The two remaining attackers stood over their now motionless victim. They ran at him as one, and again the Correspondent let them get close. Then his foot came up at the end of a straight leg, catching the first under the ribs and crushing his heart. The second man got the Correspondent’s rigid fingers in his solar plexus and his spinal cord was severed by a chop to the back of his neck.

The Correspondent looked down at the three bodies, stored the scene in his memory and then went down to see if the one they had been attacking was still alive.

He was – a young man only just out of adolescence, with a scraggly beard. He had propped himself up on one arm and he gazed at the Correspondent with awe.

‘You just stood there!’ he said. ‘I have never seen someone dispatch three bandits so quickly. You have my eternal gratitude.’

The bandits had actually posed little threat. The Correspondent still didn’t know much, but he knew that. Provided he avoided immediate trauma and kept himself in more or less one piece, his body could overcome virtually any threat to it from war or disease, and regenerate itself indefinitely. He was packed full of added organic components and he possessed skills and senses that evolution had never given Homo sapiens and never would. He could even remould his features if desired, given a day or so to himself. At the moment, he appeared like any other man of the region in his mid thirties.

The young man in the sand would not have understood, so the Correspondent just asked: ‘Who were they?’

‘Infidel worthless bandits,’ the young man said casually. He looked up at his helper. ‘And who are you, friend?’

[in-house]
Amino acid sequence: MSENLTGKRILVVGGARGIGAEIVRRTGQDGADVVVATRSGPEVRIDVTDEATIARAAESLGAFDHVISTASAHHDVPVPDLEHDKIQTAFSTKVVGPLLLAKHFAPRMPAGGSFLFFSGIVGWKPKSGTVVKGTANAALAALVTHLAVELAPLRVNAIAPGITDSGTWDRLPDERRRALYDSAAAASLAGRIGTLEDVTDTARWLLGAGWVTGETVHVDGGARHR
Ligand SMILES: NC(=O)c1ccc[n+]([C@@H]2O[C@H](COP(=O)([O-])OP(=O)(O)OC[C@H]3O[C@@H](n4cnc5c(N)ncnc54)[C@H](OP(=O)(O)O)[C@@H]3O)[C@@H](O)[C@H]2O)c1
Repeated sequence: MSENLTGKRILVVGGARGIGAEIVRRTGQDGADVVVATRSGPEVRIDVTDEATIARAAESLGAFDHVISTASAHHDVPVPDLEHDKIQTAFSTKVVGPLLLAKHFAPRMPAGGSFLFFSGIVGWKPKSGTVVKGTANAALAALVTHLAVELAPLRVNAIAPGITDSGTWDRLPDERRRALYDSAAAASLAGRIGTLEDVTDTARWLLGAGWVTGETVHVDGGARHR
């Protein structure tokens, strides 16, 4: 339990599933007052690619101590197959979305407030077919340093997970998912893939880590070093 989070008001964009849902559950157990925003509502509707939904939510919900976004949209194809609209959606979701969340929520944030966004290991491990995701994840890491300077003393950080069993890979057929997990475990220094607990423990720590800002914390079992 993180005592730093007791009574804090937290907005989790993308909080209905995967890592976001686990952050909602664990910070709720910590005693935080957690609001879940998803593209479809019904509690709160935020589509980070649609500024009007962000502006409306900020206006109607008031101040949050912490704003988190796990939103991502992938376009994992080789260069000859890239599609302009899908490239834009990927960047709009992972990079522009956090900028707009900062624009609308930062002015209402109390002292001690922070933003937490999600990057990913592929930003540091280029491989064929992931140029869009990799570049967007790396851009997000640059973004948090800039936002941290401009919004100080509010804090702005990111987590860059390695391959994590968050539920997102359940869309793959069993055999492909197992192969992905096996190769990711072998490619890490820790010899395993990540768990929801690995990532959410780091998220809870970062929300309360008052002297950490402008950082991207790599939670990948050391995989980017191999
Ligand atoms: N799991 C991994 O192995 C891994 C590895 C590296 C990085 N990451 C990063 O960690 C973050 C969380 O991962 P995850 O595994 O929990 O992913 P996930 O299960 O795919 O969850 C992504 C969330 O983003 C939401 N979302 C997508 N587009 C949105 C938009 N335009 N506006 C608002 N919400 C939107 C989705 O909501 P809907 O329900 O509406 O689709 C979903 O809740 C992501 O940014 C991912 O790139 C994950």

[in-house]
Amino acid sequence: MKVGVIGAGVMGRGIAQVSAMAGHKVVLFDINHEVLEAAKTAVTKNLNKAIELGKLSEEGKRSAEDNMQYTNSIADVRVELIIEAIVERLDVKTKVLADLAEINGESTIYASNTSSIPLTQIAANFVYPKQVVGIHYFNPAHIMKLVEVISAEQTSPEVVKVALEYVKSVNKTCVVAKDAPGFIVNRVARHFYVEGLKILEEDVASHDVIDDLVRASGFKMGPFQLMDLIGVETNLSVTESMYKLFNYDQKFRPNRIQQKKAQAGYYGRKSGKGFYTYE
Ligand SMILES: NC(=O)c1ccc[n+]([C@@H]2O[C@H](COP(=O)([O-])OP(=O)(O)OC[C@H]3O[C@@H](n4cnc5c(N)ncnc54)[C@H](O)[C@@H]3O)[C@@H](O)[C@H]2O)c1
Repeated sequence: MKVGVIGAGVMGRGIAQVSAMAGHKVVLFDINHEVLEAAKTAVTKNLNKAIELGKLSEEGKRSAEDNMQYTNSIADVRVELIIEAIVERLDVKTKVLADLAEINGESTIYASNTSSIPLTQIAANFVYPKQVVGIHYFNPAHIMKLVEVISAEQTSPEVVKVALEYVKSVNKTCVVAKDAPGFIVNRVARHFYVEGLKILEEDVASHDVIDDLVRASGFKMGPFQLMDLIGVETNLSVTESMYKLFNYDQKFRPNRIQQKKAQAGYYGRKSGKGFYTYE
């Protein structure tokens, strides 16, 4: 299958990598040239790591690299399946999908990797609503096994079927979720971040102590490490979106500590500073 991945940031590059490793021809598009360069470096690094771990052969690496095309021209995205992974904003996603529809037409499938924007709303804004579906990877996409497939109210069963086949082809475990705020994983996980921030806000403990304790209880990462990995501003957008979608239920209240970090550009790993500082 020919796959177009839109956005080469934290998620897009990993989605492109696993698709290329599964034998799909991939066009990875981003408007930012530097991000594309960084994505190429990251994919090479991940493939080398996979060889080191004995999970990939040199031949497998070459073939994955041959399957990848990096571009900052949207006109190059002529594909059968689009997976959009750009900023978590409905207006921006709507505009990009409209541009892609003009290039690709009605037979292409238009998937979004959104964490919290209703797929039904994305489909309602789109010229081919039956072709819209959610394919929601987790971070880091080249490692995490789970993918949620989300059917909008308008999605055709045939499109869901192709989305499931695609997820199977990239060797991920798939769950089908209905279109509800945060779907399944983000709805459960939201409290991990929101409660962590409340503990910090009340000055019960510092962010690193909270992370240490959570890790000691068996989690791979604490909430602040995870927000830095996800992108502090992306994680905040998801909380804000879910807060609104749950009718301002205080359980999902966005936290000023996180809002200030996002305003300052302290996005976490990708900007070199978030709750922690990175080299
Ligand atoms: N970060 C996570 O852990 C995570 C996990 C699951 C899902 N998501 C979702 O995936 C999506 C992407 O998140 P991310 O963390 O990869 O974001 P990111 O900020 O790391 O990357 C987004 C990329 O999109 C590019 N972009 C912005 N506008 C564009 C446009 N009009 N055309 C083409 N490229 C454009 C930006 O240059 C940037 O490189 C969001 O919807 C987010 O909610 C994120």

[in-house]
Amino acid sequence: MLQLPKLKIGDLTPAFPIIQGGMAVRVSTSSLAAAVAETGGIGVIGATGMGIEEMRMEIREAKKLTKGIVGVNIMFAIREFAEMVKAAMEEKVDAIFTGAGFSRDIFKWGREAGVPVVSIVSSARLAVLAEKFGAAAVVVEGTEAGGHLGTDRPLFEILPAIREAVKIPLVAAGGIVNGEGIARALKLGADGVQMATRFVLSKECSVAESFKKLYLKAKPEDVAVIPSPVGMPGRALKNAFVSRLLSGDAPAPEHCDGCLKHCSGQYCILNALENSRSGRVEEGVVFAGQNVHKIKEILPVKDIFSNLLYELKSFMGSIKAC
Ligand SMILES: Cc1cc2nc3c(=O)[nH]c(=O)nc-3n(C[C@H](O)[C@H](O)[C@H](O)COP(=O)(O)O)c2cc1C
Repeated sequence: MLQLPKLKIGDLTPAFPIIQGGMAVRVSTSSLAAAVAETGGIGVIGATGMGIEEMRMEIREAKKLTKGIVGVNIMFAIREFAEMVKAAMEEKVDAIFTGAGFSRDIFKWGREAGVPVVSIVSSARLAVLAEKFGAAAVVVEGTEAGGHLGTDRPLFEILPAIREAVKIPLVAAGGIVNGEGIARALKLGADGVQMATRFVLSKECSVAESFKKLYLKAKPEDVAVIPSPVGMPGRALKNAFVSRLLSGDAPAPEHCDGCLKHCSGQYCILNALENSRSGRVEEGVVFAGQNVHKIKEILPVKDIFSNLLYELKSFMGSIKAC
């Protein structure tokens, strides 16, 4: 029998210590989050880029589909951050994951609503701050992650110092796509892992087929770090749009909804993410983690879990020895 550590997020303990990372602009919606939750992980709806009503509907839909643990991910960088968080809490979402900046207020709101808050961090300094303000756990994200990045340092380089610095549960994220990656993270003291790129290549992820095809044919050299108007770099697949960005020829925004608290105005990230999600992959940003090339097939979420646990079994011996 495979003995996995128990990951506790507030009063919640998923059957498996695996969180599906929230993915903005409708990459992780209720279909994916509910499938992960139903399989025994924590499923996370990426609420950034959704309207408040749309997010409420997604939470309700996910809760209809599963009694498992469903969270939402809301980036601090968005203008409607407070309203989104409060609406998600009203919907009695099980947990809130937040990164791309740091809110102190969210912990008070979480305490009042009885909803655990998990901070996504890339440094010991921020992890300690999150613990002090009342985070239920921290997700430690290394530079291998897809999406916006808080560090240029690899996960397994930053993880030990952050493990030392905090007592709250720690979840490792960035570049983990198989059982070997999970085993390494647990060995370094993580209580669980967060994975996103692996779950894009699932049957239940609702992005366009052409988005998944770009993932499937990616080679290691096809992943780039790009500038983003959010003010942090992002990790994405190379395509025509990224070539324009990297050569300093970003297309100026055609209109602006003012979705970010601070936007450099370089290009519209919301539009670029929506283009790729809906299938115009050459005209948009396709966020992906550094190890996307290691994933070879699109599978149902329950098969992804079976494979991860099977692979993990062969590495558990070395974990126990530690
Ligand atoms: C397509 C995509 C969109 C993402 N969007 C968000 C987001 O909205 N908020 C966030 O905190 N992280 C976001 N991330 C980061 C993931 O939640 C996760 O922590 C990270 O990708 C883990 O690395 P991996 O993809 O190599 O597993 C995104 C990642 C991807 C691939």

Who was he? A good question. Your memory will be affected by the transference. They had told him that, though he couldn’t remember who they were and he still had no specific memory of the Home Time. He did know that he had a function: to observe, to comment, to survive. He was Correspondent RC/1029 – any further identity that he took would be up to him.

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Customer Reviews

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Sort by: Showing all of 3 Customer Reviews
  • Anonymous

    Posted December 6, 2012

    Horrid

    Its horribly written as well as grmattically. :(

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  • Anonymous

    Posted March 8, 2012

    Very very very very good book

    I lovee this book it is good book for teenagers and some people way above their reading level. Whoever reads this book will reaaly understand literature.

    Was this review helpful? Yes  No   Report this review
  • Posted January 6, 2009

    more from this reviewer

    Reviewed by Steph for TeensReadToo.com

    Rico Garron is disturbed when the death of Commissioner Diaho seems to be in fact a murder. <BR/><BR/>But when several facts come up that lead to a greater mystery than a mere murder, Rico finds himself on a timeless hunt to find the truth. And this journey is literally a timeless one. <BR/><BR/>Being of the future, Rico can in fact travel back in time hundreds of years and trace Commissioner Diaho's dealings to figure out why he was murdered and who killed him. <BR/><BR/>With TIME'S CHARIOT, Ben Jeapes writes a very intriguing story about the future. While at first it can be confusing trying to figure out what is going on and trying to learn these new "futuristic" terms, the story itself is still very enticing and will quickly pull readers in. The many twists and turns make this novel a true page-turner.

    Was this review helpful? Yes  No   Report this review